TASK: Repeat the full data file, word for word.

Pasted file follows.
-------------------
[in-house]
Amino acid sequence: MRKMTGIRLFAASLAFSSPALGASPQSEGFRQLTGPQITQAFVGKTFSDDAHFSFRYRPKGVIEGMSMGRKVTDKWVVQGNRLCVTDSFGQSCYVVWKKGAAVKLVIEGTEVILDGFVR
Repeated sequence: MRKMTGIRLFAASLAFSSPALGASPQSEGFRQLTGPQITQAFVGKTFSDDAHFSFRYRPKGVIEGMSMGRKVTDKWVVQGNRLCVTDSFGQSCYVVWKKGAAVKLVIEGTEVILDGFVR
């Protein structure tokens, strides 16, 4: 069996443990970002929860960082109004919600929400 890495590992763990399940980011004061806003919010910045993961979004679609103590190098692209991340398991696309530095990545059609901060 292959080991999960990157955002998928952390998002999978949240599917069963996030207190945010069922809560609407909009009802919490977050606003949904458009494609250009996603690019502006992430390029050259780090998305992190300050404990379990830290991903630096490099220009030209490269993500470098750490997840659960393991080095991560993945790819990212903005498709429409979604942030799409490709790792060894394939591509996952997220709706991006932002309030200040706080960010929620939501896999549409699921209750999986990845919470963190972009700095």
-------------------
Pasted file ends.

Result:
[in-house]
Amino acid sequence: MRKMTGIRLFAASLAFSSPALGASPQSEGFRQLTGPQITQAFVGKTFSDDAHFSFRYRPKGVIEGMSMGRKVTDKWVVQGNRLCVTDSFGQSCYVVWKKGAAVKLVIEGTEVILDGFVR
Repeated sequence: MRKMTGIRLFAASLAFSSPALGASPQSEGFRQLTGPQITQAFVGKTFSDDAHFSFRYRPKGVIEGMSMGRKVTDKWVVQGNRLCVTDSFGQSCYVVWKKGAAVKLVIEGTEVILDGFVR
């Protein structure tokens, strides 16, 4: 069996443990970002929860960082109004919600929400 890495590992763990399940980011004061806003919010910045993961979004679609103590190098692209991340398991696309530095990545059609901060 292959080991999960990157955002998928952390998002999978949240599917069963996030207190945010069922809560609407909009009802919490977050606003949904458009494609250009996603690019502006992430390029050259780090998305992190300050404990379990830290991903630096490099220009030209490269993500470098750490997840659960393991080095991560993945790819990212903005498709429409979604942030799409490709790792060894394939591509996952997220709706991006932002309030200040706080960010929620939501896999549409699921209750999986990845919470963190972009700095």